Murderbot: All Systems Red: Awkward, introverted, into binge watching space shows, incredibly dangerous and a robot. Maybe wasn’t always a robot? I feel like maybe there have been hints that there are parts of a human in there. They absolutely killed a lot of people, and it is a mystery as to why. I enjoyed the heck out of this novella and can’t wait to get my hands on the next one in the series.
Useless Magic: If you are like me, and are very into Florence and the Machine, then this book is for you. Full of art, scribblings, lyrics, and poems by Florence Welch, as well as photos of the singer, it’s a beautiful book that I display on my desk because it’s just so pretty.
Fried Green Tomatoes at the Whistle Stop Cafe: Lesbian romance, pretty cute, not too shabby. Idgie is not my jam, but you do you Ruth. The beehive scene, am I right? I read this book because it was one of my grandmother’s favorites, and while I did find the central characters romance endearing enough I had problems with the authors portrayal of race (Here’s an essay about the issue that’s written by someone far more capable then me). But it was written in an interesting format and the setting felt very present and real. Does that make sense? I’m writing this while very tired. I could wait, but why do that when I can ramble?
Call the Nurse: True Stories of a Country Nurse on a Scottish Isle: Once I got over author Mary MacLeod’s constant use of exclamation points I quite enjoyed this collection of stories about the nurse’s life on The Hebrides. From sweet to sad, silly to downright disturbing, MacLeod saw a lot more then she bargained for when she and her husband relocated their family from London to a remote village by the sea. My family has a great deal of Scottish blood in our ancestry, and I was raised with a sense of pride in it that I carry with me to this day. Strangely I haven’t read much about the country outside of it’s myths and legends, and I want to change that.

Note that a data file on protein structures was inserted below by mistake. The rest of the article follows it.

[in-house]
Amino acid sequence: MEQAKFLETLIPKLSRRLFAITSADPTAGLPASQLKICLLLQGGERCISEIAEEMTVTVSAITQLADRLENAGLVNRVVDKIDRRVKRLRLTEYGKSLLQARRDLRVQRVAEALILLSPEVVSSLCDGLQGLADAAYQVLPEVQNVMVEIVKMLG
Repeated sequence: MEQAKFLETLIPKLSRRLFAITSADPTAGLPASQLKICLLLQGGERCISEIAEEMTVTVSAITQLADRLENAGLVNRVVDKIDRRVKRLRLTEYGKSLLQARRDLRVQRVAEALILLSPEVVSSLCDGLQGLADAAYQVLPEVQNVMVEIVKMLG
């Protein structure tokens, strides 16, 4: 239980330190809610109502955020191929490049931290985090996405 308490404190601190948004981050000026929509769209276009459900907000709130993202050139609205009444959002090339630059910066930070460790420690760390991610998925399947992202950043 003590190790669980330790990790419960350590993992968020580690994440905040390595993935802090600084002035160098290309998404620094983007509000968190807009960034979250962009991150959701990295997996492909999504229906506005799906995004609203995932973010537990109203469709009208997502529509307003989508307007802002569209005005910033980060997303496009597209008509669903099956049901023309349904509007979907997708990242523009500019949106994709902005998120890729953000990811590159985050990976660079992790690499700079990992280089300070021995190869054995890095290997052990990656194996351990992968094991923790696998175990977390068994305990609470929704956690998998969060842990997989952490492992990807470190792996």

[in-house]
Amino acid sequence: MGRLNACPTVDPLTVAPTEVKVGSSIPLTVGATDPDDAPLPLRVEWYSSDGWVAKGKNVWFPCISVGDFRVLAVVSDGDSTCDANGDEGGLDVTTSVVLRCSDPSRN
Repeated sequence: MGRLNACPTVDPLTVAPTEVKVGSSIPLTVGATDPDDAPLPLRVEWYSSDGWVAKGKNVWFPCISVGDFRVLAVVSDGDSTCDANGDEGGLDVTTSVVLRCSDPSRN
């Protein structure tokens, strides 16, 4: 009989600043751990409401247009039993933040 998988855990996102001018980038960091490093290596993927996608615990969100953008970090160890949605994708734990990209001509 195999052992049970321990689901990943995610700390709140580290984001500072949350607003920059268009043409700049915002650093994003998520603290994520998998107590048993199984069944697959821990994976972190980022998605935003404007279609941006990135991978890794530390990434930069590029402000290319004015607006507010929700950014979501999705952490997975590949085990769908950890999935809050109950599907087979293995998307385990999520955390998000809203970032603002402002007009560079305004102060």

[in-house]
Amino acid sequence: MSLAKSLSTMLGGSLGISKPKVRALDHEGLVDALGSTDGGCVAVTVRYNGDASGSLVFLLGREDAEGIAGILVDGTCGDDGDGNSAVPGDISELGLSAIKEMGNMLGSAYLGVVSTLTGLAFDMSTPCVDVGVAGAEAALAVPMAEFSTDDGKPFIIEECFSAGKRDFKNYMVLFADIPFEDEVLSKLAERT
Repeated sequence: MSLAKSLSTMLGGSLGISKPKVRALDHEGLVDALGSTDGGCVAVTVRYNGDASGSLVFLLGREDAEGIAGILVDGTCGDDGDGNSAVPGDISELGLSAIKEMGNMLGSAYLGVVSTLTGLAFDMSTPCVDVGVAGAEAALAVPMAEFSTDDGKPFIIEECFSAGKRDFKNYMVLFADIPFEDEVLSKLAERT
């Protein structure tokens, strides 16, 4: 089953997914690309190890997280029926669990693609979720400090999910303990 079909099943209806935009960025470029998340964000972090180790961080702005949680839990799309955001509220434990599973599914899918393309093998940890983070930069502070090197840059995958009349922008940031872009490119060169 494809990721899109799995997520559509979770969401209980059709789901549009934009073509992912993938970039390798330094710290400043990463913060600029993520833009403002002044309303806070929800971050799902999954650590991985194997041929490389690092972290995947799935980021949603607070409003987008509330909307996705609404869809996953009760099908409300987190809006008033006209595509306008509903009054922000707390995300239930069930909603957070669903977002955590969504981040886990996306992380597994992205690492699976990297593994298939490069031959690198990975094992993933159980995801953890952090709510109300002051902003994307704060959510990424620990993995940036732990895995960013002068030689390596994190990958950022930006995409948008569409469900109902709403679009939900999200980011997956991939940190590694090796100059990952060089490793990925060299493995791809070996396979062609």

Kraken: The Curious, Exciting, & Slightly Disturbing Science of Squid: So, there’s this story about the author going out on a fishing vessel in the middle of the night with a bunch of scientists into Monterey Bay. Their doing a catch and release, tagging sort of thing with Humboldt Squid. Cool, right? Yes, actually. Except that author Wendy Williams split the story up throughout the entire book and it made me crazy. Still, squid are cool, so are cuttlefish and octopus. Conclusions? Might be aliens, who can say for sure? I mean, besides the scientists.
If You Want to Write: A Book about Art, Independence, and Spirit: Brenda Ueland lived for ninety three years and wrote, as near as I can tell, constantly. A gentle, more level headed Hamilton, she used her power to teach and encourage everyone to take up writing. Published in 1983, Brenda is here to tell housewives to ignore their chores and write instead. She urges everyone to write, to give their voice a chance to be heard, to believe in that voice and it’s right to tell it’s story. She seems nice, thanks Aunt Brenda.